Faecal transplant more effective than antibiotics for recurrent C. diff, says Nice

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Women stomachache
An overgrowth of the bacteria Clostridioides difficile can cause diarrhoea, abdominal pain and bloating. (Stock, Getty Images)

A faecal transplant is more effective at treating recurrent Clostridioides difficile infections than commonly-used antibiotics, according to the National Institute for Health and Care Excellence (Nice).

The nauseating-sounding procedure involves the waste of a healthy donor being processed and then transplanted into a patient’s intestine.

This can help restore the balance of the patient’s gut bacteria, helping to fight off an overgrowth of C. difficile, which can cause diarrhoea, abdominal pain and bloating.

Faecal microbiota transplants (FMTs) are approved in the UK if “standard therapies fail to help with diarrhoea” caused by C. difficile, with a patient first being offered “different types and courses of antibiotics”.

With antibiotic resistance an ongoing threat and C. difficile infections recurring in around one in five patients, the health watchdog Nice analysed six studies with more than 7,300 participants between them.

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Results suggest a FMT is more effective at treating recurrent C. difficile than commonly-prescribed antibiotics like vancomycin and fidaxomicin.

In severe cases, an overgrowth of the bacteria can cause irreparable bowel damage or even death.

Illustration of the bacteria Clostridioides difficile. These rod shaped bacteria have flagella, which are used for motility. Clostridioides difficile (formerly known as Clostridium difficile) are anaerobic bacteria prevalent in soil. In humans, the bacteria can become established in the colon and disrupt the normal gut microbiota, particularly in people taking antibiotics. Toxins released by Clostridioides difficile can produce diarrhoea and inflammation.
C. difficile may overgrow after a patient takes antibiotics for another infection. (Stock, Getty Images)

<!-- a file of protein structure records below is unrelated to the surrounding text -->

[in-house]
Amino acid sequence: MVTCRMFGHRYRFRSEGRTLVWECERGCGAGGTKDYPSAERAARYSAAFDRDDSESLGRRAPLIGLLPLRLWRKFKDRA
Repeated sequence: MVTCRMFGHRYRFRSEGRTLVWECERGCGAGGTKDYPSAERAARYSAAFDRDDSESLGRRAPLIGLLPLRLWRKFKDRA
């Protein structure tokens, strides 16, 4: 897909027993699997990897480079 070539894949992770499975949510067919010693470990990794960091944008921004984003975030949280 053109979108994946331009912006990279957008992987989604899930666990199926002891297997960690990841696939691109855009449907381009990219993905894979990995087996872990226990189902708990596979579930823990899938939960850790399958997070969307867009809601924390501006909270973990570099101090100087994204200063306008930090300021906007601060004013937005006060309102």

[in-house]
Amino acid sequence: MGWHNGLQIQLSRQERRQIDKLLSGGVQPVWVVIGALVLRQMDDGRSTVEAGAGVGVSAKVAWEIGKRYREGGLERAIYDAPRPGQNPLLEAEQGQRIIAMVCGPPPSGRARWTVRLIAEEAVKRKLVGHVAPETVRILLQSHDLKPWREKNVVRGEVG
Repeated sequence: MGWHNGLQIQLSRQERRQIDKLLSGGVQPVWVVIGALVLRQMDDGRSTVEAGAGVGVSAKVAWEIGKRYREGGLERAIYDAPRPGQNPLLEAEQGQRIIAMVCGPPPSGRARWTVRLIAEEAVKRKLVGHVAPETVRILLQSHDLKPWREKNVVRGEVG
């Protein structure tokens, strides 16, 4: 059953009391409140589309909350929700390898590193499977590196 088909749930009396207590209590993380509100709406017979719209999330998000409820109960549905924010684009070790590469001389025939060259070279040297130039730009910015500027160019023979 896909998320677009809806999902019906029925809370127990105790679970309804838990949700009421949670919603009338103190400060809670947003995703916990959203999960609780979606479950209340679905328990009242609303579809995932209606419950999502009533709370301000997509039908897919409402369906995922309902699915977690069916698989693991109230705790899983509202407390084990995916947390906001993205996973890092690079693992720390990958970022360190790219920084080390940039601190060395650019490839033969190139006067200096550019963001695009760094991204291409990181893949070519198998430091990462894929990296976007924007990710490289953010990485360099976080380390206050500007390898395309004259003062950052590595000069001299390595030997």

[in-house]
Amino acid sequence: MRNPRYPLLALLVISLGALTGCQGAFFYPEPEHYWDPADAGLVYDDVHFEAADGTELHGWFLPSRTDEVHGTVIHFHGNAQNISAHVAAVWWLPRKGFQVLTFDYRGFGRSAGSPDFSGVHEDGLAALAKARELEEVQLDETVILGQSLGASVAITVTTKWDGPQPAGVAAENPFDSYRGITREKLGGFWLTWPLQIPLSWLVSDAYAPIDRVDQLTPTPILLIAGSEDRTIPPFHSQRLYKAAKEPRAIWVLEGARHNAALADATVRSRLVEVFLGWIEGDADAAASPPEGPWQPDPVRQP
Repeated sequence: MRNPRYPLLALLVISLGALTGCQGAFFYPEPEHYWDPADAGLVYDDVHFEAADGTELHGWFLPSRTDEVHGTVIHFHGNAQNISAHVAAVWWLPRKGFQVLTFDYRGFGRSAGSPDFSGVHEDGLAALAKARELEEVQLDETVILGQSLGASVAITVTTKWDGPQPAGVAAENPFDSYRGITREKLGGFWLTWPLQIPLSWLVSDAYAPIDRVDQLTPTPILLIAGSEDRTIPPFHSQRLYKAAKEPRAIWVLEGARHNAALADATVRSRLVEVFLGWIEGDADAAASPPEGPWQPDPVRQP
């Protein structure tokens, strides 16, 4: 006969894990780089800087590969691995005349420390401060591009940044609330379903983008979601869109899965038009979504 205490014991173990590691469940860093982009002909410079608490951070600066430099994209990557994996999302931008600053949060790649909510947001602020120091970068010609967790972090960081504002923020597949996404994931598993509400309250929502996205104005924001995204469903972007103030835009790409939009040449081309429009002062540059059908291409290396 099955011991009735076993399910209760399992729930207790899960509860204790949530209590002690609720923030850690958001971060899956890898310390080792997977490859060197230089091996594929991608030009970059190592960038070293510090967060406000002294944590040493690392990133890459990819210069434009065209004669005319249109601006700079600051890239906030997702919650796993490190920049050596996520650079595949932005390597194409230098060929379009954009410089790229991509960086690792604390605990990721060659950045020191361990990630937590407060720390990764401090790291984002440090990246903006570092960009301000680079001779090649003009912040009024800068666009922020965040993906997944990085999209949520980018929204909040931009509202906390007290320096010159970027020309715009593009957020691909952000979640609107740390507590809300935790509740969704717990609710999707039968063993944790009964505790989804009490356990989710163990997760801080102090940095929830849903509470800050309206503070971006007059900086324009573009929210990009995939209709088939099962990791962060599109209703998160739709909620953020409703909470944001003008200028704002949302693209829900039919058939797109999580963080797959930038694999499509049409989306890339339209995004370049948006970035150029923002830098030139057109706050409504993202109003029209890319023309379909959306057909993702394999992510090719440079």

Clostridioides difficile – formerly known as Clostridium difficile – can be tricky to treat, with the bacteria becoming less responsive to antibiotics over time.

While a FMT may sound off-putting, donors are first tested for an array of infections. They must also be free of medical problems and lead a healthy lifestyle.

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Previous research has suggested FMTs are between 80% and 90% effective at curing recurrent C. difficile.

The bacteria live harmlessly in the gut of around 3% of people, however, prolonged antibiotic use can cause them to overgrow.

This is due to antibiotics mistakenly killing “good bacteria” in the gut, allowing “bad” bugs to take hold.

Under existing guidelines, C. difficile treatment involves stopping the antibiotic that is thought to be behind the bacterial overgrowth.

In severe cases, a patient may then require a 10 to 14 day course of antibiotics that are known to kill C. difficile.

While most recover within two weeks, some require surgery to remove a damaged section of the bowel.

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In its report Faecal microbiota transplant for recurrent or refractory Clostridioides difficile infection, Nice points out a better cure rate among patients may reduce hospitalisations and overall ill-health.

FMTs may also shorten a patient’s hospital stay and drive down the risk C. difficile spores will be transferred between individuals.

The procedure is generally considered to be straightforward, with any side effects mild and fleeting.

Evidence is limited, however, when it comes to the treatment’s long-term efficacy.

Watch: What is a faecal transplant?

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